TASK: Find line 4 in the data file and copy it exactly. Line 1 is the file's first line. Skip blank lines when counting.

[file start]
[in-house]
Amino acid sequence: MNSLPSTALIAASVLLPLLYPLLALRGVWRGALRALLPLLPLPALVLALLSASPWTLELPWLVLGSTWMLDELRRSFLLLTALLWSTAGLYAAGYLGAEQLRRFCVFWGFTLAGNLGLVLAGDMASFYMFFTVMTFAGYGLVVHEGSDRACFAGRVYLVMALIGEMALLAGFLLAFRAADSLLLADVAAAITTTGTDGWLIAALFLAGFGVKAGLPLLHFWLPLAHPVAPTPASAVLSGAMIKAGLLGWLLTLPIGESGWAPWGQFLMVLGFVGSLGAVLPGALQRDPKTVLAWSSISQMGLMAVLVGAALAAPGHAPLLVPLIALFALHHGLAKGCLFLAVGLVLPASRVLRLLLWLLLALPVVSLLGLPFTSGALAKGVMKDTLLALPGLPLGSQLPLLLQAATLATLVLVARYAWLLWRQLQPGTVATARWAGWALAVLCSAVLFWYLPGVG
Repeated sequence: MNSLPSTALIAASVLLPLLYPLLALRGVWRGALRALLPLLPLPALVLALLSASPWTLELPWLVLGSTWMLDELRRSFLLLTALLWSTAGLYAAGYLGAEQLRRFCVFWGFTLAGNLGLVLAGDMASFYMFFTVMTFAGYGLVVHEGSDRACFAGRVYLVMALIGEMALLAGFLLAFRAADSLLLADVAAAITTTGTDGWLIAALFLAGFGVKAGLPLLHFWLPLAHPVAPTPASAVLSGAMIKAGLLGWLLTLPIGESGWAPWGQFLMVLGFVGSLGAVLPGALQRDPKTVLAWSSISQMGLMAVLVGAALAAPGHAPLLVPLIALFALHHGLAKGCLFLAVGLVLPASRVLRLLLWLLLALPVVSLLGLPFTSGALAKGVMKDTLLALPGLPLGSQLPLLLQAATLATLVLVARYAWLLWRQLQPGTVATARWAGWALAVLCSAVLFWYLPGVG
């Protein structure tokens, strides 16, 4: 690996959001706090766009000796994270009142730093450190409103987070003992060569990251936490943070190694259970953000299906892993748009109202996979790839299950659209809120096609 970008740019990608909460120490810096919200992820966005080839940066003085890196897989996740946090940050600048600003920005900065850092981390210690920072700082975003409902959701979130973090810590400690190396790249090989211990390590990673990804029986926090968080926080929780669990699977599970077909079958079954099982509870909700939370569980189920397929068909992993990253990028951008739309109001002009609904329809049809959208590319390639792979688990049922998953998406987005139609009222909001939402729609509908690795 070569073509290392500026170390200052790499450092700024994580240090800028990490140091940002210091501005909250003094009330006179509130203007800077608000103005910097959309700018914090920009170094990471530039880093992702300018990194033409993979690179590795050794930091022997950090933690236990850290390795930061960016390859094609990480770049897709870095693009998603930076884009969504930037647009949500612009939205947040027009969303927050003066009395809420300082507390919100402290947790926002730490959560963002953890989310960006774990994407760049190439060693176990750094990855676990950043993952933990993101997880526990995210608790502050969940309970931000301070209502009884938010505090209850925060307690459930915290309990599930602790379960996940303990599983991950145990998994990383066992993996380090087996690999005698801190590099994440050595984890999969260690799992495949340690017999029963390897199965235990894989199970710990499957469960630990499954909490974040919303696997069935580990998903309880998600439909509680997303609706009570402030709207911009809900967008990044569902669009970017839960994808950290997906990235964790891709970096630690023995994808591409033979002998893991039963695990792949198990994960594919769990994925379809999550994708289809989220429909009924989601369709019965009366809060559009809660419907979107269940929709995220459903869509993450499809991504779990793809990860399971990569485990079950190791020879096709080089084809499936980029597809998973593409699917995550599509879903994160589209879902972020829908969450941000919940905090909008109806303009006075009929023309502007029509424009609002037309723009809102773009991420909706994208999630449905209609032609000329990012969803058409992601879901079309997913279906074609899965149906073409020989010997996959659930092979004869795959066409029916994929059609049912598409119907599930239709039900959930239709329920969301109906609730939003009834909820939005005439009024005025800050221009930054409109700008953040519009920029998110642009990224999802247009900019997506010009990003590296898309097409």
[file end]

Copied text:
């Protein structure tokens, strides 16, 4: 690996959001706090766009000796994270009142730093450190409103987070003992060569990251936490943070190694259970953000299906892993748009109202996979790839299950659209809120096609 970008740019990608909460120490810096919200992820966005080839940066003085890196897989996740946090940050600048600003920005900065850092981390210690920072700082975003409902959701979130973090810590400690190396790249090989211990390590990673990804029986926090968080926080929780669990699977599970077909079958079954099982509870909700939370569980189920397929068909992993990253990028951008739309109001002009609904329809049809959208590319390639792979688990049922998953998406987005139609009222909001939402729609509908690795 070569073509290392500026170390200052790499450092700024994580240090800028990490140091940002210091501005909250003094009330006179509130203007800077608000103005910097959309700018914090920009170094990471530039880093992702300018990194033409993979690179590795050794930091022997950090933690236990850290390795930061960016390859094609990480770049897709870095693009998603930076884009969504930037647009949500612009939205947040027009969303927050003066009395809420300082507390919100402290947790926002730490959560963002953890989310960006774990994407760049190439060693176990750094990855676990950043993952933990993101997880526990995210608790502050969940309970931000301070209502009884938010505090209850925060307690459930915290309990599930602790379960996940303990599983991950145990998994990383066992993996380090087996690999005698801190590099994440050595984890999969260690799992495949340690017999029963390897199965235990894989199970710990499957469960630990499954909490974040919303696997069935580990998903309880998600439909509680997303609706009570402030709207911009809900967008990044569902669009970017839960994808950290997906990235964790891709970096630690023995994808591409033979002998893991039963695990792949198990994960594919769990994925379809999550994708289809989220429909009924989601369709019965009366809060559009809660419907979107269940929709995220459903869509993450499809991504779990793809990860399971990569485990079950190791020879096709080089084809499936980029597809998973593409699917995550599509879903994160589209879902972020829908969450941000919940905090909008109806303009006075009929023309502007029509424009609002037309723009809102773009991420909706994208999630449905209609032609000329990012969803058409992601879901079309997913279906074609899965149906073409020989010997996959659930092979004869795959066409029916994929059609049912598409119907599930239709039900959930239709329920969301109906609730939003009834909820939005005439009024005025800050221009930054409109700008953040519009920029998110642009990224999802247009900019997506010009990003590296898309097409």